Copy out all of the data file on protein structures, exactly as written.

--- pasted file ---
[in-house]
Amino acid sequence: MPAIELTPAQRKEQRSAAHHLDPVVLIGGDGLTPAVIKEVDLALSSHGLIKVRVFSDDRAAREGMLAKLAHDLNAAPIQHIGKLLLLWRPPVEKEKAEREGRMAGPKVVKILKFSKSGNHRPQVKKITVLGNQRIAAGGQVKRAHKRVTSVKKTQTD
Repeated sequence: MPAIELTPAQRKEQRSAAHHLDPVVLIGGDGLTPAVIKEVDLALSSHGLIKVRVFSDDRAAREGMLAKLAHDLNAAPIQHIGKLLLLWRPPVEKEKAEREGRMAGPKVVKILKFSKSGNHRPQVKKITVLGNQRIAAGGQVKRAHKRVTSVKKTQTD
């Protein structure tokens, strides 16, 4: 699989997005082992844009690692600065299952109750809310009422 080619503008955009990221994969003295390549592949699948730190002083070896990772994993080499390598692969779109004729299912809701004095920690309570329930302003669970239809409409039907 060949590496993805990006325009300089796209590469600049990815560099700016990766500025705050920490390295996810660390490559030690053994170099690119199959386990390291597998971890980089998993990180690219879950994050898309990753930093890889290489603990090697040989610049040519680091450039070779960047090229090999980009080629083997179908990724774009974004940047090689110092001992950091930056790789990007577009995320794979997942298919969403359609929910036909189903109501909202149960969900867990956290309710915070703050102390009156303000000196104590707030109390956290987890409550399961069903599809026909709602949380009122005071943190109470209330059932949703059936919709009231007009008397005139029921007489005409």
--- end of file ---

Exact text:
[in-house]
Amino acid sequence: MPAIELTPAQRKEQRSAAHHLDPVVLIGGDGLTPAVIKEVDLALSSHGLIKVRVFSDDRAAREGMLAKLAHDLNAAPIQHIGKLLLLWRPPVEKEKAEREGRMAGPKVVKILKFSKSGNHRPQVKKITVLGNQRIAAGGQVKRAHKRVTSVKKTQTD
Repeated sequence: MPAIELTPAQRKEQRSAAHHLDPVVLIGGDGLTPAVIKEVDLALSSHGLIKVRVFSDDRAAREGMLAKLAHDLNAAPIQHIGKLLLLWRPPVEKEKAEREGRMAGPKVVKILKFSKSGNHRPQVKKITVLGNQRIAAGGQVKRAHKRVTSVKKTQTD
């Protein structure tokens, strides 16, 4: 699989997005082992844009690692600065299952109750809310009422 080619503008955009990221994969003295390549592949699948730190002083070896990772994993080499390598692969779109004729299912809701004095920690309570329930302003669970239809409409039907 060949590496993805990006325009300089796209590469600049990815560099700016990766500025705050920490390295996810660390490559030690053994170099690119199959386990390291597998971890980089998993990180690219879950994050898309990753930093890889290489603990090697040989610049040519680091450039070779960047090229090999980009080629083997179908990724774009974004940047090689110092001992950091930056790789990007577009995320794979997942298919969403359609929910036909189903109501909202149960969900867990956290309710915070703050102390009156303000000196104590707030109390956290987890409550399961069903599809026909709602949380009122005071943190109470209330059932949703059936919709009231007009008397005139029921007489005409």